Wednesday, 20 April 2022

REVIEW: Tapped at Theatre 503

Is there anything more motivating in the world than a pep talk, a club bar, and ‘Gold’ by Spandau Ballet? If you’re thinking yes, then you need to get down to ‘Go Get It’ Gavi’s (Max Hastings) motivational self-help group as he tries to inspire the community of Stapleford. So far his only problem is he’s only got two members, mother and daughter Dawn (Jennifer Daley) and Jen (Olivia Sweeney)

From start to finish Gavi runs the show, though it seems the group almost appears to be a coping mechanism for his mental battle, the deeper the show delves it almost seems the group is the only thing keeping him alive. The irony behind the self-help he offers within the group but not allowing help from others makes the show even more poignant and hard-hitting. 

Hastings delivers a performance worthy of praise. Throughout he’s comedic and filled with both energy and intensity. It makes his moments of despair more compelling. Daley also adds to the comedy as Dawn; She embodies the typical townsfolk character, she’s comical and what makes it so much more clever is how you’re sitting there almost telling yourself you know a Dawn. Finally, Sweeney also adds to the comedy. Though her character Jen appears much more serious throughout, with more blunt humour. However, the conversations between mother and daughter are both comical and moving as the show progresses. The trio all perform remarkably.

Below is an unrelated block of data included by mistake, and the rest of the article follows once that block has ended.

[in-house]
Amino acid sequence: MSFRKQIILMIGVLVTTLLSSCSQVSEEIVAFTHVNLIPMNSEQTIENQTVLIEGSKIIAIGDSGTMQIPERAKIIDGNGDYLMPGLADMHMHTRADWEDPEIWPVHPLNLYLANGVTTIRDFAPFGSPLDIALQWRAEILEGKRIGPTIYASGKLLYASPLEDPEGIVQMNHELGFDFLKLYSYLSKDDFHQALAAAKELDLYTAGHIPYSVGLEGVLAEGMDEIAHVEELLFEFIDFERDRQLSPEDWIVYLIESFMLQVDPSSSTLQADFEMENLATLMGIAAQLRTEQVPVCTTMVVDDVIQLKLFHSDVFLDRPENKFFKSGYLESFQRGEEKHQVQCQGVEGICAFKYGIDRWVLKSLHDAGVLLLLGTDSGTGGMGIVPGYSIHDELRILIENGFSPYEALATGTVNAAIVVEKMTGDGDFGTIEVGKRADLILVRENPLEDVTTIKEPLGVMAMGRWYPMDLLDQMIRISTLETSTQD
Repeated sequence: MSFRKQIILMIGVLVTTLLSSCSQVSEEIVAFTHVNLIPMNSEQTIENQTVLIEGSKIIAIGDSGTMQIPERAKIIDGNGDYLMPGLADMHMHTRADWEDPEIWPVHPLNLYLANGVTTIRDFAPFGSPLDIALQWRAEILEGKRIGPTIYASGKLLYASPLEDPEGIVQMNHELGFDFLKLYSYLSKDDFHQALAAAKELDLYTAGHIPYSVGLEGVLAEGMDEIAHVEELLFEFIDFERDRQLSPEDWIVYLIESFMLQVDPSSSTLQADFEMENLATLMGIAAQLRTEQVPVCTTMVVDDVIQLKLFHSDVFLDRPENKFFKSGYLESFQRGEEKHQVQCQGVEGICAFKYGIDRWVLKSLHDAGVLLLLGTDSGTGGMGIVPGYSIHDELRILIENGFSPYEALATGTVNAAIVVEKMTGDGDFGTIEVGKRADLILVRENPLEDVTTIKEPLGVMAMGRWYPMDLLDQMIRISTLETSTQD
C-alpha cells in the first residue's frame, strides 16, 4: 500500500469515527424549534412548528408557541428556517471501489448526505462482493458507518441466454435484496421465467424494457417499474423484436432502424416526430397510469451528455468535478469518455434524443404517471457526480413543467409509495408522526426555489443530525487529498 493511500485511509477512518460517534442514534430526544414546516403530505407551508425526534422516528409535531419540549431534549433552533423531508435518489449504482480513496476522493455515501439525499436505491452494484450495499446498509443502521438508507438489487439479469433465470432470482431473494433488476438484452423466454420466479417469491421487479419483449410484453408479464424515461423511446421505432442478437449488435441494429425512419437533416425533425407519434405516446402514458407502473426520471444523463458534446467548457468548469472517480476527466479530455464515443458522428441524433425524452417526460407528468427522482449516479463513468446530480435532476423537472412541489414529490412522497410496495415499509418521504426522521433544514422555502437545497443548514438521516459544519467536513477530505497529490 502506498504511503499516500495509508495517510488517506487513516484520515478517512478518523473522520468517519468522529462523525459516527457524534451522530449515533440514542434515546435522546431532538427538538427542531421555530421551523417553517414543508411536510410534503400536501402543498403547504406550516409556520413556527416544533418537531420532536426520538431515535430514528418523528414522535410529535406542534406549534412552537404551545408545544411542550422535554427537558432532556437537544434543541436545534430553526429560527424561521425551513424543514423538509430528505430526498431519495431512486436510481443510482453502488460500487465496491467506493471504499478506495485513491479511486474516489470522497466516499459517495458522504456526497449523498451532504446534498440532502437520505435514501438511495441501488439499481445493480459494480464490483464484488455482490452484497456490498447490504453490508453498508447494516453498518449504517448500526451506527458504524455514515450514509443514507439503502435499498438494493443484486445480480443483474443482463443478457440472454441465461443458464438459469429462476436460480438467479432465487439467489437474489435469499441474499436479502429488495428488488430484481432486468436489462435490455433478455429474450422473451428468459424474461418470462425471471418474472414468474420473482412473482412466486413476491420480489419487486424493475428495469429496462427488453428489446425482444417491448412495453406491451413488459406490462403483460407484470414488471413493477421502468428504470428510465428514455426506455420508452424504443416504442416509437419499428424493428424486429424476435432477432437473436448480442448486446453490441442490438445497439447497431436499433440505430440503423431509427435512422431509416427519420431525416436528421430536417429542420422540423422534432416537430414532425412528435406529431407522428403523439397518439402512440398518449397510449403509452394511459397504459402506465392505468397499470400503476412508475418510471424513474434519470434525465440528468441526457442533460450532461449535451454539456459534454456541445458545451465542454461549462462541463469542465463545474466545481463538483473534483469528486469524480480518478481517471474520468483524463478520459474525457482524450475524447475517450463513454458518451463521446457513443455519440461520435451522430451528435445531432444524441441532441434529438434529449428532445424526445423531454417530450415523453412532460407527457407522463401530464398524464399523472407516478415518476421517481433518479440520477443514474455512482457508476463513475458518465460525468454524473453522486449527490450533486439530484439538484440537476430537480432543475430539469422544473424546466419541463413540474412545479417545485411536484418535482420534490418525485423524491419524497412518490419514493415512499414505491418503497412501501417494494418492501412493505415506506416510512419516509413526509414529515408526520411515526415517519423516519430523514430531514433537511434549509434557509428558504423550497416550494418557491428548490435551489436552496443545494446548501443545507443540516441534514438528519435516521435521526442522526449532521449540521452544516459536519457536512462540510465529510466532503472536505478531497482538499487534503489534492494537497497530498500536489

What is most impressive though, is writer Katie Redford. Being her debut play she tackles a heavy subject but with gentility and compassion. The comedy intertwined around the mention of mental health means the subject is never the joke but dealt with in a delicate way that gives it the respect it deserves. 

The way the world is constantly moving forward, subjects that seemed taboo or conversations that proved difficult to have are now more than ever being openly encouraged and discussed. Mental health is a prime example. It’s now more than ever ok to not be ok, the shame and the stigma labelled to it are finally on their way out. 

Redford has made her stage writing mark, a massive one at that. Director Piers Black has made use of the small staging to allow the trio to flourish and be as big as possible. All the while whilst putting across a message that will stick for some time.

Review by George Butler

Rating: ★★★★

Seat: D4 | Price of Ticket: £17
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